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Buy-To-Let Calculator: How Will New Taxes Reduce Your Profits?

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Telegraph Money has developed a sophisticated calculator to help you assess the impact of new taxes on your property investments.

George Osborne unveiled a shock tax change in the summer Budget on July 8. In effect, the Chancellor wants to tax landlords on their turnover rather than their profit, meaning that tax will be payable on nonexistent income. Smith & Williamson has calculated that any higher-rate taxpayer landlord whose mortgage interest is 75pc or more of their rental income, net of other expenses, will see all of their returns wiped out by 2020. So mortgage costs above 75pc of rental income will mean the buy‑to‑let investments become loss-making.

That's really shocking, at least for some.

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Aren't there something like 1 million landlords who are not declaring tax? Even the ones that do will find a way to underdeclare. I have no faith in HMRC. Much easier to go after honest working taxpayers.

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The other telegraph article http://www.telegraph.co.uk/finance/personalfinance/investing/buy-to-let/11965438/Buy-to-let-tax-will-cut-our-income-by-25pc.-How-much-will-YOU-lose.htmlhas this from an unnamed source

"The new tax has been welcomed by tenant groups and charities, including Shelter, although they have been silent on the likely effect on rents.

Lenders believe rents will rise – if only because the supply of rented property is unlikely to increase as a result of this tax, or even fall.


A senior director at a building society and major buy-to-let lender told Telegraph Money: “It is a matter of market forces. Where a new tax or cost lands on the providers of a service which is already in desperately short supply, there is only ever one result: the cost is passed on to the customers, in this case the tenant.”

Not only would rents rise, he added, “but there is a risk that landlords will invest less in their properties, leading to a fall in the quality of accommodation”."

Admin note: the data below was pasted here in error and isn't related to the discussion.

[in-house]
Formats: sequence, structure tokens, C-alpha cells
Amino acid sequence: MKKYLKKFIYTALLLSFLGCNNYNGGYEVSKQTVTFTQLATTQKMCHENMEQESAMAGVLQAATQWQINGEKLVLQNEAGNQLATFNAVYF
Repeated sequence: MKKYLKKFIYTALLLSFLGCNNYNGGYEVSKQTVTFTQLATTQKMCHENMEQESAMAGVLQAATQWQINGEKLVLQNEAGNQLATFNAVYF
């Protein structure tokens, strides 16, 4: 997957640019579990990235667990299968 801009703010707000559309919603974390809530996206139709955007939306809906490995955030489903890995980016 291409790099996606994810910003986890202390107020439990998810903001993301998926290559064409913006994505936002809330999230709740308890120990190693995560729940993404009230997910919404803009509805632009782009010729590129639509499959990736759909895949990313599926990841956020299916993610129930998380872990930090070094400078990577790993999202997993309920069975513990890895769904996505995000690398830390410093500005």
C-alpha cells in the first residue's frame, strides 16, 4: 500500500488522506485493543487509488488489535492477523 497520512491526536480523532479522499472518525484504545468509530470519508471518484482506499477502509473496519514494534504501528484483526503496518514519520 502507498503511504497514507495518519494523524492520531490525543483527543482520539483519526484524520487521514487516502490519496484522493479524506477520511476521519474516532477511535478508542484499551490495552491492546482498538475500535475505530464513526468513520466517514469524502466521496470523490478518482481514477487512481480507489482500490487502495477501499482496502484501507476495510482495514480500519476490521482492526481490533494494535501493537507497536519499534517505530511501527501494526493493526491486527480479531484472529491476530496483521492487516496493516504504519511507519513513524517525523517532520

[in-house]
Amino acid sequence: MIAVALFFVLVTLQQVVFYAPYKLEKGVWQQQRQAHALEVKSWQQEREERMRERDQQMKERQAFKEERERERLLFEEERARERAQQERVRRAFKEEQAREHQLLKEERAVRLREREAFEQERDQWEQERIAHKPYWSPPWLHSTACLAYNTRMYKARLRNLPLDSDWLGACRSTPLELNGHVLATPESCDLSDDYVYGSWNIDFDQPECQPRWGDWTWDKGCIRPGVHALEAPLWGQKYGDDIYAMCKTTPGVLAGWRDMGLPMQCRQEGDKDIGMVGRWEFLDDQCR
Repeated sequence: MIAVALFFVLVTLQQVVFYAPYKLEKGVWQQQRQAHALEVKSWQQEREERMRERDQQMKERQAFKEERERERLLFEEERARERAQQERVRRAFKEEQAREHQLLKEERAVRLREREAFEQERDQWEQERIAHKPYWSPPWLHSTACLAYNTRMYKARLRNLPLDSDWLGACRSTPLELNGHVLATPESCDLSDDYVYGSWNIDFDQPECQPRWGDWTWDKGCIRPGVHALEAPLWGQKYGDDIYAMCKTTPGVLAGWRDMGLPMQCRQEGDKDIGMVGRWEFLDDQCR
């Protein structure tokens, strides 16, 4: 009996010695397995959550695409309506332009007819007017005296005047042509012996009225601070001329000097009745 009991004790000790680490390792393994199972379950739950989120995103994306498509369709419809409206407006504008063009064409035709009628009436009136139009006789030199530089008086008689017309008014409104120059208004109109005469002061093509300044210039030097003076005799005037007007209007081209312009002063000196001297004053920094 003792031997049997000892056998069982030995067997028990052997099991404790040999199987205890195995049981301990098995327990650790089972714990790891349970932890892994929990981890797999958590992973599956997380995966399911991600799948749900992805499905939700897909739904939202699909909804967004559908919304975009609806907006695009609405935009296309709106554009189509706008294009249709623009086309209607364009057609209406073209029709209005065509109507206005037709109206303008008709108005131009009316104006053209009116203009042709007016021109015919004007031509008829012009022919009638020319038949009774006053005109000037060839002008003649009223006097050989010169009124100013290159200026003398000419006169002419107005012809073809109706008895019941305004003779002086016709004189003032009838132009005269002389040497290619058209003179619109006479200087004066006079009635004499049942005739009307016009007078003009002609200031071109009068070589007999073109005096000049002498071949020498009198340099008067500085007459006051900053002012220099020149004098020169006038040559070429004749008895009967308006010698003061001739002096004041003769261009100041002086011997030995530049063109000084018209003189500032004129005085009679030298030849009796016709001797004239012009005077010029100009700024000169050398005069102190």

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Can we play with some figures to illustrate whether putting the rents up does them any good?


I've no idea how much interest you pay on a mortgage.

Say round here you can get £7200 on a £120000 house.

The Landlord selling up here was on IO mortgages only cos he was leveraging up and up.


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The calculator doesn't seem to be working. The bottom half is chopped off so I cannot enter Earnings or other Non-Savings Income or submit in Chrome. Anyone else having this problem?ter

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The other telegraph article http://www.telegraph.co.uk/finance/personalfinance/investing/buy-to-let/11965438/Buy-to-let-tax-will-cut-our-income-by-25pc.-How-much-will-YOU-lose.htmlhas this from an unnamed source

"The new tax has been welcomed by tenant groups and charities, including Shelter, although they have been silent on the likely effect on rents.

Lenders believe rents will rise if only because the supply of rented property is unlikely to increase as a result of this tax, or even fall.

A senior director at a building society and major buy-to-let lender told Telegraph Money: It is a matter of market forces. Where a new tax or cost lands on the providers of a service which is already in desperately short supply, there is only ever one result: the cost is passed on to the customers, in this case the tenant.

Not only would rents rise, he added, but there is a risk that landlords will invest less in their properties, leading to a fall in the quality of accommodation."

Ironically, it is precisely when goods are in short supply that taxes are not passed on to customers.